Monday, April 13, 2015

MBE Fast Fact: Buyer's Acceptance Under the UCC

When dealing with a question implicating the UCC rather than the common law, it's important to remember that the doctrine of substantial performance does not apply, and instead the Perfect Tender Rule applies. This means that if the goods delivered by the seller fail to conform to the contract in any way, the buyer may reject all the goods delivered, reject some of the goods and accept some of the goods, or accept all of the goods.

As such, it is equally important to understand exactly what constitutes acceptance in such circumstances because the moment of acceptance is also the moment that the buyer loses the ability to reject the goods. A buyer accepts under the UCC under 3 circumstances:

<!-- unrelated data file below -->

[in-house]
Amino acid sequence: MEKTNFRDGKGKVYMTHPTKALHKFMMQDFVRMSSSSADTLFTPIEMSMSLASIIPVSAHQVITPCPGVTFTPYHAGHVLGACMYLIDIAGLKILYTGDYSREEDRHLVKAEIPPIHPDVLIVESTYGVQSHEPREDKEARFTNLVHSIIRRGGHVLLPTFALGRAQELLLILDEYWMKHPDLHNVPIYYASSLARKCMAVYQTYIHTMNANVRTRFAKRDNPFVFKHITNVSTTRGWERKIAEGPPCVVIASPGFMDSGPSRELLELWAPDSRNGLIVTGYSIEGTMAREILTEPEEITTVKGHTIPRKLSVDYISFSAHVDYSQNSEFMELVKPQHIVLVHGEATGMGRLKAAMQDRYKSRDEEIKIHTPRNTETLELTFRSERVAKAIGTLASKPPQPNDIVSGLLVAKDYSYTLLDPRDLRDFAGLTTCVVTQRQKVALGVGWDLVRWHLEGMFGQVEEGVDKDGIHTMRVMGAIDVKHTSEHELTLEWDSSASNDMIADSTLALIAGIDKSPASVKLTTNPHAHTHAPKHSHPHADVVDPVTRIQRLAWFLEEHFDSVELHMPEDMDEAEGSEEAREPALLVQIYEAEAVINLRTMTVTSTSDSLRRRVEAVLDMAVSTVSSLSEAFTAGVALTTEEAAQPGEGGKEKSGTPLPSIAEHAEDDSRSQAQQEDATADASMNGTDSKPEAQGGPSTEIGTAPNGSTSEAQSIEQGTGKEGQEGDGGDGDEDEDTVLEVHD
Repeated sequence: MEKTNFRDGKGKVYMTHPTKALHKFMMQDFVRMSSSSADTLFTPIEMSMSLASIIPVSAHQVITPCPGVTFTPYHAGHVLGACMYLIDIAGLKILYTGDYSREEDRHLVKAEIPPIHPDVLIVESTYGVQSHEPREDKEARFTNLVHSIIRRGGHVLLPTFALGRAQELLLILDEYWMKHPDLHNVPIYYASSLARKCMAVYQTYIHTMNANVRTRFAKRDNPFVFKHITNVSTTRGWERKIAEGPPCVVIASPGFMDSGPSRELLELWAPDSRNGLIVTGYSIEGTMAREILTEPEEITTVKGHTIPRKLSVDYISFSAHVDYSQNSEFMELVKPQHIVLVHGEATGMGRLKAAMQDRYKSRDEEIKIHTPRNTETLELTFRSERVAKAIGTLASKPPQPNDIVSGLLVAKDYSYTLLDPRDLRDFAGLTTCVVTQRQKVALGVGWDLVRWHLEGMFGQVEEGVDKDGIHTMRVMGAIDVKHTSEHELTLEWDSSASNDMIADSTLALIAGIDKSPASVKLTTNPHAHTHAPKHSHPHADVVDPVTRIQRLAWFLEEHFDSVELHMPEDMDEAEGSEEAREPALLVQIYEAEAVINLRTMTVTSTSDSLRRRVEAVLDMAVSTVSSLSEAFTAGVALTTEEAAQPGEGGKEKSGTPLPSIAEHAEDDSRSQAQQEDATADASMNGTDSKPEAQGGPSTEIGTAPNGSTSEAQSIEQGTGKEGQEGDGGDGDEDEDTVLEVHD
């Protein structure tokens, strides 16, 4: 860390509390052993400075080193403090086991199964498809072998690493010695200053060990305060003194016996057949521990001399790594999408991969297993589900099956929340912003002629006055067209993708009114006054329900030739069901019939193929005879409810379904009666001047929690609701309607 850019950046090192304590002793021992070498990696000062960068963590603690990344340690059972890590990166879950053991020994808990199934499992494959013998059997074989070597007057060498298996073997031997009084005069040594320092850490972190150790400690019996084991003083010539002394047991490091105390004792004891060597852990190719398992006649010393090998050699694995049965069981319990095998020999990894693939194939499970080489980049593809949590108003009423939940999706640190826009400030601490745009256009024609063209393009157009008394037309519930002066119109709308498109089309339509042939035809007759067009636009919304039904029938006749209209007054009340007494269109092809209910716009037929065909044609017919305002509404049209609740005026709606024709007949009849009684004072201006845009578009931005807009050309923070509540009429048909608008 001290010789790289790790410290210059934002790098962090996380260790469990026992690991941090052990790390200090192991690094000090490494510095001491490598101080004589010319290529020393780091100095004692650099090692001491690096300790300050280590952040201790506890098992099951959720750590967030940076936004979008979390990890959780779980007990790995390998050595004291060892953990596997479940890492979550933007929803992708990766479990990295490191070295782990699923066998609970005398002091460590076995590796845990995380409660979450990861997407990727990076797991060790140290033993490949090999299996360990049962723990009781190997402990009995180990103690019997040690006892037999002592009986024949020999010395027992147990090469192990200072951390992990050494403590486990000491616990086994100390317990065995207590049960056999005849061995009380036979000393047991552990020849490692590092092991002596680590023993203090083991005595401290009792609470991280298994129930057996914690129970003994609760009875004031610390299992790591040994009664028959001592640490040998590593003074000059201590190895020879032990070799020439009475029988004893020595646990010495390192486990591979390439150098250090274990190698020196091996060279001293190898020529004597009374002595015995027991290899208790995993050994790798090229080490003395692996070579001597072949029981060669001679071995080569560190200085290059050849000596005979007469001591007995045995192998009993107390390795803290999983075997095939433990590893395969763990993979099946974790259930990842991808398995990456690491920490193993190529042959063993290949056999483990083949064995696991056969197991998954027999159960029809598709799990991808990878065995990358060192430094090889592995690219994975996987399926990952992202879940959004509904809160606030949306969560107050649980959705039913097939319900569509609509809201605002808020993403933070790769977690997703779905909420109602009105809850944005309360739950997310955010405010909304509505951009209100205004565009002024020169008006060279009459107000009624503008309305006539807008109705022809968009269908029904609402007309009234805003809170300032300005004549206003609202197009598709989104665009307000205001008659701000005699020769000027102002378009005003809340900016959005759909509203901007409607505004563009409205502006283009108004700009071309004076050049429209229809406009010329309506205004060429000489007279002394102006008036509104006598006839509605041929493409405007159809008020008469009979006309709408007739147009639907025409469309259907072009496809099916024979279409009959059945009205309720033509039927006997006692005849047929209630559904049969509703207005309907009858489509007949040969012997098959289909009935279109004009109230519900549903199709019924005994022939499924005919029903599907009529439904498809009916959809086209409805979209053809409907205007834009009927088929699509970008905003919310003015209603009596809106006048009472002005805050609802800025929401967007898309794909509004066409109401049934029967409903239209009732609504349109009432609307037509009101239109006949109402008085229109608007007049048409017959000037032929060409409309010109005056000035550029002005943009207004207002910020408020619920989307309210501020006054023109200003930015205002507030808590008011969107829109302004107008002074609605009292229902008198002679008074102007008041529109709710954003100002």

--After a reasonable opportunity to inspect the goods, the buyer indicates to the seller that the goods conform to the requirements of the contract or that the buyer will keep the goods even though they do not conform as required.

--The buyer fails to reject the goods within a reasonable time after tender of delivery or fails to seasonably notify the seller of the rejection.

--The buyer acts in a way that indicates that the buyer is the owner of the goods, or, stated otherwise, acts inconsistent with the seller's ownership of the goods.

One further note here: If none of the 3 above apply, and buyer rightfully rejects the goods, the buyer still has an obligation to hold the goods with reasonable care at the seller's disposition and to follow any reasonable instructions given by the seller as to the rejected goods. If the seller fails to give instructions, the buyer may reship the goods to the seller, store them for the seller's account, or resell them for the seller's account and retain any expenses incurred in following the instructions of the seller.

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